With all of that, then, one might expect this story to have some kind of sad ending. After all, films that are this middlingly received by critics and fail so totally at the box office typically end with quiet disappearances into the aether for everyone involved. Rather happily, that doesn’t appear to be the case. For one, 9 is (supposedly, I can never quite find these things out for certain on the Internet) slowly gaining the cult following that it deserves, as major animation fans on the Internet latch onto it for its outstanding animation, character designs, and atmosphere. After all, what better place for unique, daring animated films with a singular creative vision to find the long-overdue praise and respect that they deserve than the Internet? A film like 9 was never going to fall into total obscurity, but it is heartening to see it blossoming a proper creative fandom.
More importantly, Shane Acker’s future is still looking somewhat bright. After several years of working as a Pre-Vis Artist on a bunch of films of questionable quality, in 2012 and 2013, he signed on to direct two separate animated features: Deep, an undersea-set post-apocalypse adventure that supposedly has the involvement of legendary videogame developers and storefront merchants Valve, and Beasts of Burden, an adaptation of the Dark Horse Comics series of the same name with up and coming animation studio Reel FX (of Free Birds and the underrated The Book of Life fame). Nothing much has been heard of either film since then, but that’s animation production times for you.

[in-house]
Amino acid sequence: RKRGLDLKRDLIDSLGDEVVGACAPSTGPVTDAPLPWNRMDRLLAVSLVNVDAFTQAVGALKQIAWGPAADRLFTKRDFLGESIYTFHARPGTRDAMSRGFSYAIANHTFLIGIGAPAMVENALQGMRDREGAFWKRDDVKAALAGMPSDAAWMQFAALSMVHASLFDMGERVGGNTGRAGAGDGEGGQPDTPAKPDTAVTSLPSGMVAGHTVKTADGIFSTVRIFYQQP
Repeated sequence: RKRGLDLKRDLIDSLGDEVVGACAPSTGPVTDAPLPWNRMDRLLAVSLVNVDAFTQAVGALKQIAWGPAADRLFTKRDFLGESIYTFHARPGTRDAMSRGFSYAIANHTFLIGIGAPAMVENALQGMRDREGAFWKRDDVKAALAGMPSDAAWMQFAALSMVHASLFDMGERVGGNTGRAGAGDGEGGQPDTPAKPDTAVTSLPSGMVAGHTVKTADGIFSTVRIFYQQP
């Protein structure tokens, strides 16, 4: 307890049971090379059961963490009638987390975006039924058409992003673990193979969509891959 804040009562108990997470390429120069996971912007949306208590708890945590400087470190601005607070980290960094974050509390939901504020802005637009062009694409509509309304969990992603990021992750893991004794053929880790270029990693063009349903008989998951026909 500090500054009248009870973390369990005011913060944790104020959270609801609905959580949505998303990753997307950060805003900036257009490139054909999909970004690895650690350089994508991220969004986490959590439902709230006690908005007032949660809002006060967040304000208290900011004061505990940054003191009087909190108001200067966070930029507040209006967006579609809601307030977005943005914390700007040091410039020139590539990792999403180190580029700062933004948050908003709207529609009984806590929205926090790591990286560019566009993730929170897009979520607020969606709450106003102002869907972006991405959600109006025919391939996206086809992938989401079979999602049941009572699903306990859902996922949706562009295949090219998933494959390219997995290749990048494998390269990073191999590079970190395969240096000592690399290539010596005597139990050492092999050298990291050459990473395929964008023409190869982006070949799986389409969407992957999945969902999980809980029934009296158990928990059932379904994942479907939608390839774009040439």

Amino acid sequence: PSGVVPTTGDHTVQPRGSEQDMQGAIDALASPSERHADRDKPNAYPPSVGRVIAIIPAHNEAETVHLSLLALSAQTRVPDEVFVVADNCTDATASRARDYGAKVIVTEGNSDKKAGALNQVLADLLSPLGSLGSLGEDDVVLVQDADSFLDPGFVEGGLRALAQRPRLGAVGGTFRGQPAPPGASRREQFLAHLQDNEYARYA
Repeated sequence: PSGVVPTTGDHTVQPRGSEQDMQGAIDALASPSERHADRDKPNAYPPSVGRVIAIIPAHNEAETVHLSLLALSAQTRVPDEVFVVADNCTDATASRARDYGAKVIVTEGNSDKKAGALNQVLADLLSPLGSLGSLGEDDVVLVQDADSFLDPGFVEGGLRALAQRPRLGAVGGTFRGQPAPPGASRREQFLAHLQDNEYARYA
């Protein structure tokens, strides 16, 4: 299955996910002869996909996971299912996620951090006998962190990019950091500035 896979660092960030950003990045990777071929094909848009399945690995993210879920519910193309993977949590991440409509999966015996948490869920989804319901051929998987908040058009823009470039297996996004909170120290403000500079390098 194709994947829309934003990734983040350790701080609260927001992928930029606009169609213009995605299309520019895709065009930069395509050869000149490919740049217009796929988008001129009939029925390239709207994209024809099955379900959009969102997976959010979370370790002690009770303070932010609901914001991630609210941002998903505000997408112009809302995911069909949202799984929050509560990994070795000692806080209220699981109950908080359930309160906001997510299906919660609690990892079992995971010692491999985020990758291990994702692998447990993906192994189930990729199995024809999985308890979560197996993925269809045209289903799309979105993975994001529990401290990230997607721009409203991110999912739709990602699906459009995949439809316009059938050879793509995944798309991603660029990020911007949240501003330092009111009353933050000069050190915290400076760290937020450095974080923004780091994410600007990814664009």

Plus, and this is what makes me really hopeful, both of these are stories that sound decidedly dark and properly adult. 9 was a tough sell for people because its stitchpunks were honestly rather adorable, which adds to the misconception that it’s still a children’s movie. But, of course, 9 is a rather adult movie, with genuine menace and atmosphere and a legitimate back-and-forth on cynicism and optimism. It’s different, purely by committing to its aim of being an animated feature for an older target audience, and that’s refreshing in an animated feature landscape that’s still – arguably justifiably – reticent to move away from purely targeting families. The mere fact that a film like Deep has the premise that it does gives me hope that Acker is continuing to pursue his vision of darker and alternative feature animations, and that excites me.
Hopefully next time the dialogue will back up his thematic and artistic visions.
Next time: Delgo.
Callie Petch stormed off to scar the armada.